While New York laws have helped raise awareness of the dangers of texting and driving, little attention has been paid to pedestrians using earphones and electronic devices when navigating the sidewalks and streets of Long Island and New York City. A newly published study confirms what many would suspect, that pedestrians distracted by earphones are more likely to be in an accident.
In a study published this week in the journal Injury Prevention, researchers found that the number of pedestrians wearing headphones that were killed or injured by moving vehicles has tripled since 2004. The problem with headphones is that not only is the user distracted by what they are listening to, but they are also unable to hear sounds around them, such as a car speeding towards them or a horn blasting a warning.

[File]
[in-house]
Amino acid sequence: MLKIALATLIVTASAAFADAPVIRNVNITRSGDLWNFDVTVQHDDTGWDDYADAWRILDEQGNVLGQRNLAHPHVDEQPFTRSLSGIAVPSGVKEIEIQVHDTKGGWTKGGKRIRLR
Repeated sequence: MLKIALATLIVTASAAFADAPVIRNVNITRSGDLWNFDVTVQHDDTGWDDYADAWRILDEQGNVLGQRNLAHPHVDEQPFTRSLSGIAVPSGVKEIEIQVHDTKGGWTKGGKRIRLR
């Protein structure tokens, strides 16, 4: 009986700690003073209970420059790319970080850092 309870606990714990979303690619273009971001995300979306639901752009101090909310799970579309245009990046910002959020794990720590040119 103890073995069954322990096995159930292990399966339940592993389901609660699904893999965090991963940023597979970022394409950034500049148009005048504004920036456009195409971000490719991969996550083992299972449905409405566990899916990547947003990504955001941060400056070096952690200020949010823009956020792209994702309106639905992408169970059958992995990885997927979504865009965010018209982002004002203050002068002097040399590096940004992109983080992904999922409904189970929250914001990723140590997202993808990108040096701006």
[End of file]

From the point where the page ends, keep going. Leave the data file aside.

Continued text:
Dr. Richard Lichenstein, the study’s lead author and the director of pediatric emergency medicine research at the University of Maryland Medical Center, said he decided to study the topic after reading headline after headline about pedestrians being killed while wearing headphones. “Unfortunately, as we make more and more enticing devices, the risk of injury from distraction and blocking out other sounds increases,” he said.
The study found two-thirds of the victims were male and younger than 30. More than half the victims were struck by a train.. About 55 percent of the vehicles involved in the headphone-related accidents were trains, and 29 percent of the vehicles involved used a horn or other type of audible warning system to let the pedestrians know they were there. In addition, nearly three-quarters of the headphone-related injuries were fatal.
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